Gut Health: The Brain- Gut Connection

Have you been feeling more anxious than normal? The reason may not be in your head, but in your gut.

During the pandemic, medical professionals have reported higher than normal incidences of patients feeling anxious and less mentally focused than before the pandemic. While feeling stress during this time is understandable, it turns out that the foods we eat can also impact our mental wellbeing.

Most of us known the importance of gut health, i.e. a healthy gut equals a healthy body. This is what the University of California at Davis Health says about gut health, “All food is ultimately broken down in the gut to a simple form that can enter the bloodstream and be delivered as nutrients throughout our bodies. This is only possible with a healthy digestive system. A healthy gut contains healthy bacteria and immune cells that ward off infectious agents like bacteria, viruses and fungi. A healthy gut also communicates with the brain through nerves and hormones, which helps maintain general health and well-being.”

The Brain-Gut Connection

The fact that there is a brain-gut connection is something many folks don’t know or understand. At the Johns Hopkins Center for Neurogastroenterology, research is showing that the gut plays an even greater role in our overall mood that we ever suspected. The enteric nervous system (ENS), comprised of two thin layers of more than 100 million nerve cells lining the gastrointestinal tract from esophagus to rectum, has the main role of  is controlling digestion, from swallowing to the release of enzymes that break down food to the control of blood flow that helps with nutrient absorption to elimination. It turns out that the ENS may trigger big emotional shifts experienced by people coping with irritable bowel syndrome (IBS) and functional bowel problems such as constipation, diarrhea, bloating, pain and stomach upset. Science originally thought that anxiety and depression contributed to these problems, but research now appears to show it is the other way around.  This new research is leading scientists to consider that the gut also plays a larger role in our cognition (thinking skills and memory) too.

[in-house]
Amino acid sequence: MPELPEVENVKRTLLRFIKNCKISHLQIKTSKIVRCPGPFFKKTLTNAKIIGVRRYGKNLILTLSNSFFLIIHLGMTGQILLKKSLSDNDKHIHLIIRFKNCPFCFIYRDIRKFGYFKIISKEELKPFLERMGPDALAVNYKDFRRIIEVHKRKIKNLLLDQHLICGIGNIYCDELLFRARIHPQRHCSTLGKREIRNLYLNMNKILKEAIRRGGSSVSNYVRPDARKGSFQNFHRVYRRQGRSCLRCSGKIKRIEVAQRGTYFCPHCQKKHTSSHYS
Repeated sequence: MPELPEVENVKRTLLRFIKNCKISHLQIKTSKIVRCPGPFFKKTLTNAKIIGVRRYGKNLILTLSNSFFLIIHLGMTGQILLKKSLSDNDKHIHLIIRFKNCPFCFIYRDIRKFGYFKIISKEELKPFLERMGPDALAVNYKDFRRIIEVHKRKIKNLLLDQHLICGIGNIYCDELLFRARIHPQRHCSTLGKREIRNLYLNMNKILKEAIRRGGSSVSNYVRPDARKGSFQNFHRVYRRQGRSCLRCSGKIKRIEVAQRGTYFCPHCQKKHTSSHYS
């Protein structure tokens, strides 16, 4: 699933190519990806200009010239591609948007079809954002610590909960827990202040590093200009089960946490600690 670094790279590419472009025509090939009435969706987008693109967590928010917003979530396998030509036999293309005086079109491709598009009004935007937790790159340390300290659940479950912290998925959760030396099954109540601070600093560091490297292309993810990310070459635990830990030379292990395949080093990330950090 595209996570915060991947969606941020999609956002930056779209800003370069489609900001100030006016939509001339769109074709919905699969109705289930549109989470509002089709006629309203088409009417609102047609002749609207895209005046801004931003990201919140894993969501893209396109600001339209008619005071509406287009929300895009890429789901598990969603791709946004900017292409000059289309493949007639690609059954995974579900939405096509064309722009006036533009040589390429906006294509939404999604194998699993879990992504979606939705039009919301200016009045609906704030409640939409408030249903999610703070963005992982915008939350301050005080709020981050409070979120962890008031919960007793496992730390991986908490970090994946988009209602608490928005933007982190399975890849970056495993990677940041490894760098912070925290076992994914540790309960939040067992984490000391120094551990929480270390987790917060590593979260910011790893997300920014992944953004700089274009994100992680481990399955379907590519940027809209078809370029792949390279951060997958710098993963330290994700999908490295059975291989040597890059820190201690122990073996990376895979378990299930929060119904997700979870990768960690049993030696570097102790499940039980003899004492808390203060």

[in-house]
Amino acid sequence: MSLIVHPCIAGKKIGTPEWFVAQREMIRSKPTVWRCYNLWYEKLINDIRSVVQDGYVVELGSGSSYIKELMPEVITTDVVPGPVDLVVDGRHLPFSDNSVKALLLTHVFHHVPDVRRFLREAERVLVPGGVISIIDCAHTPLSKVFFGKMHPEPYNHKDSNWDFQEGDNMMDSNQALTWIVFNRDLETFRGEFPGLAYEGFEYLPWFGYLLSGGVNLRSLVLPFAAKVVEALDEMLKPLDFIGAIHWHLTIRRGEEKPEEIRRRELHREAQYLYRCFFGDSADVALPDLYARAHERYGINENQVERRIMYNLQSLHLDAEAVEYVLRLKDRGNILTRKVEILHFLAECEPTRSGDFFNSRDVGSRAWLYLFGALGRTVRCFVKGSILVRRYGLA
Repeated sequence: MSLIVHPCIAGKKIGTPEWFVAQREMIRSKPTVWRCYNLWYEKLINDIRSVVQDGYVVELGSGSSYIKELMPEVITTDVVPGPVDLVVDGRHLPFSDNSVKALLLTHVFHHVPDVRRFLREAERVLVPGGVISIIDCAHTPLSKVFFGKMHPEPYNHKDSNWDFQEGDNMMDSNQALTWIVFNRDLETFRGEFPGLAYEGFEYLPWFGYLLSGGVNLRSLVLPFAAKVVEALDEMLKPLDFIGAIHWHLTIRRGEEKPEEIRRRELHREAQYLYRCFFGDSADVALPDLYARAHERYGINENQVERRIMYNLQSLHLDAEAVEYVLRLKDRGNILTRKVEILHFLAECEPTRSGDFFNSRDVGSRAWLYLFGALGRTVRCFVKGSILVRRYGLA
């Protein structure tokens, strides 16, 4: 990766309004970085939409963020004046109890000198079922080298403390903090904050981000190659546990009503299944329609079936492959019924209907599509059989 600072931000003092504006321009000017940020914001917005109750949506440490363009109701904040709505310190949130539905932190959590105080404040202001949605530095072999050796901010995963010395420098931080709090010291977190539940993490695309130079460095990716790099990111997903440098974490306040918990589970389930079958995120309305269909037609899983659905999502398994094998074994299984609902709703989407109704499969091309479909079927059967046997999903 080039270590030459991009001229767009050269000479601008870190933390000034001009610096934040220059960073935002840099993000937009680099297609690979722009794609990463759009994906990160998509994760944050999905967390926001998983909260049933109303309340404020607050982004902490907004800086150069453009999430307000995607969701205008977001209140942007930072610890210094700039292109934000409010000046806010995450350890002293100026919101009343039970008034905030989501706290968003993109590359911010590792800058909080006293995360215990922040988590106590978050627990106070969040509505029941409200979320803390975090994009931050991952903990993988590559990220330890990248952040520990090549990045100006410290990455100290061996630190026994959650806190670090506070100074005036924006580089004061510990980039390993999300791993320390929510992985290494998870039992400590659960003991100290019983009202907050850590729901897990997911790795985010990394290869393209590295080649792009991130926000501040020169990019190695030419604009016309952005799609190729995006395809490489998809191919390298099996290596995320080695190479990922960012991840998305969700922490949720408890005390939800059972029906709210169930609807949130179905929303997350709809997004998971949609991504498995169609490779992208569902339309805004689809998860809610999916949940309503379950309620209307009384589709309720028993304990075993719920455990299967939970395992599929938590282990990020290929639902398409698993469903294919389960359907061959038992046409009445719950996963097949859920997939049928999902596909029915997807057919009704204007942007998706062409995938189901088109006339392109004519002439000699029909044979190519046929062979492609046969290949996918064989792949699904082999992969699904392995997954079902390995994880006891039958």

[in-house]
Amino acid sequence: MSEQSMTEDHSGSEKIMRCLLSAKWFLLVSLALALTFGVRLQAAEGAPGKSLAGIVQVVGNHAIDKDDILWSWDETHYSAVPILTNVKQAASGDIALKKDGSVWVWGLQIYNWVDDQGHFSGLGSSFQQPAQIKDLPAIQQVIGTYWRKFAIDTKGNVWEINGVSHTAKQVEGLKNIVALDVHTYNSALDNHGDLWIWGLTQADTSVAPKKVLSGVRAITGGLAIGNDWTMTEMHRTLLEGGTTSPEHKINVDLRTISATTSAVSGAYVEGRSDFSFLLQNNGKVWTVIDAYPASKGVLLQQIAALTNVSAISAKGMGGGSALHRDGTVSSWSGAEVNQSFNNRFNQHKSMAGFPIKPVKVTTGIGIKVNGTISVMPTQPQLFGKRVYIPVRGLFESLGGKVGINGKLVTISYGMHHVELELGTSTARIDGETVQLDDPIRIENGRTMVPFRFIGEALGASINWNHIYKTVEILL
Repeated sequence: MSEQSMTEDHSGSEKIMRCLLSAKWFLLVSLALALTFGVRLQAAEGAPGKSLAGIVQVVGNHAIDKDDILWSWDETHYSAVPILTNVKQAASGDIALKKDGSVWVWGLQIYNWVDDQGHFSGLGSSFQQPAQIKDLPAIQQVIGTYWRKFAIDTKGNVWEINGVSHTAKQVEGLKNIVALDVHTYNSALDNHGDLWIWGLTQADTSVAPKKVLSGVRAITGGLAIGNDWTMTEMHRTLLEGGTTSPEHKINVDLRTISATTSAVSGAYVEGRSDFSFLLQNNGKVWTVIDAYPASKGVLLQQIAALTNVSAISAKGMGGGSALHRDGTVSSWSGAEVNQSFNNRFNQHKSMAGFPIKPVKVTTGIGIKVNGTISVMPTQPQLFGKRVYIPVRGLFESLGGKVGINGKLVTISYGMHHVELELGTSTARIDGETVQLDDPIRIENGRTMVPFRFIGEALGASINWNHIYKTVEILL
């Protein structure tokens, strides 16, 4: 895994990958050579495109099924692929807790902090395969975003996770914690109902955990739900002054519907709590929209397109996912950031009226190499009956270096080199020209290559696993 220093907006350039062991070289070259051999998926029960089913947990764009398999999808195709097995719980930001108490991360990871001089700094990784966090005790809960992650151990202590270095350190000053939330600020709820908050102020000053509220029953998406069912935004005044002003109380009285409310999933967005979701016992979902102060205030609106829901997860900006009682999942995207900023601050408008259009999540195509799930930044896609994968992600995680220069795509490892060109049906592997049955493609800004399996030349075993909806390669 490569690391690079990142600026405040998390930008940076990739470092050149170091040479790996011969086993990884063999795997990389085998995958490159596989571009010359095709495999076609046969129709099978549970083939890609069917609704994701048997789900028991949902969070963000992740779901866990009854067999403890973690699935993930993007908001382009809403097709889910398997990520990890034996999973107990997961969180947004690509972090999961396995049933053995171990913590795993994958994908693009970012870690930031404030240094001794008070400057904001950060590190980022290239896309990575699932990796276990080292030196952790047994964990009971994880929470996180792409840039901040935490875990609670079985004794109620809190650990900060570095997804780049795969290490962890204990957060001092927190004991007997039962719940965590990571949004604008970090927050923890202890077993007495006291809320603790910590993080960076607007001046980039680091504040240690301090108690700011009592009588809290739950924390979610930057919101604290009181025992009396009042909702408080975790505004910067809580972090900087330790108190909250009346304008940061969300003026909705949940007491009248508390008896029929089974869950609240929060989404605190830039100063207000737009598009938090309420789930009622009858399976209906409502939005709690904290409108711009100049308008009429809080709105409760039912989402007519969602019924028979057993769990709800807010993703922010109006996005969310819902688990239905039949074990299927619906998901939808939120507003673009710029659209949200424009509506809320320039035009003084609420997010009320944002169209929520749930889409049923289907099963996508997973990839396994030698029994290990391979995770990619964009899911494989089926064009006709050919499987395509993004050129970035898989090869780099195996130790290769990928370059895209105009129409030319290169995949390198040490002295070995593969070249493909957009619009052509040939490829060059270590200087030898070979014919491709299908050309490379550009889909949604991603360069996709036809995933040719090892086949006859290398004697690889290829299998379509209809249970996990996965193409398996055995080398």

What Can You Do To Improve Your Gut Health

Do This:

Probiotics: Foods high in probiotics promote the growth of good bacteria in your gut. This helps good break down completely, allowing better absorption of nutrients into the body. Food high in probiotics include yogurt, kefir, kombucha, kimchi, and fresh sauerkraut. NOTE: Yogurts and kefir tend to be high in sugars because that makes the taste more palatable, thus they may not work in many diets. Kombucha carries a trace amount of alcohol. For most people, the alcohol is minimal and not a concern, but it could be a concern for those taking certain prescription drugs. When buying kimchi and sauerkraut, you need to buy these fresh and with active enzymes. Canned products have been pasteurized and thus the healthful bacteria is dead. Look for fresh products in a cold produce section of your local grocer store.

Fiber: Lots of Fruits and Vegetables each day. Think leafy greens and legumes like beans and lentils. Fiber is a bulking agent that moves food down the line like a train. This movement is important because while the body is absorbing nutrients, it is also attempting to eliminate what it doesn’t need in waste. Think of waste as poison, and you don’t want to be holding poison in your gut. A large salad contains several portions of the fiber your body wants.

Water: Water combined with fiber is like the Fred Astaire and Ginger Rogers of good gut health. Working together, they keep everything moving. Note that the best way to determine how much water you need each day is determined by your weight. The rule of thumb is 1oz of water for every two pounds of body weight. If you weight 100lbs., you should drink 50oz of water. If you weight 200lbs, then 100oz of water. If you regularly drink from a popular branded 30oz tumbler, count the number of times you fill the tumbler with water during the day, and you’ll get an idea how much water you drink in a day. Remember, caffeine and alcohol dehydrate you, so don’t add coffee, tea, carbonated beverage, or alcoholic beverages to your count.

Exercise: Exercise assists in the movement within your gut.

Sleep: Folks who sleep irregularly also experience nausea, bloating, and constipation. Get your sleep!

Stop This:

Stay away from processed foods and refined grains: Processed food, i.e. food that has been made to fit in a bag and is then shelf stable for an extended period, typically has little to no fiber nor nutritional value. Eating food like this causes harm to your gut.

Limit your consumption of fried foods: The fats used to fry food can lead to constipation because your body has a difficult time processing the fat. Besides constipation, the bad fat stays in the body, leading to bloating. To the point made earlier, you want to move the poison out of your body.




We’d love to hear from you. Leave a comment below and let us know if you’ve made changes to your diet and how you are feeling.

Gut Health, Health, Food, Brain-Gut Connection, mental health, anxiety, mental wellbeing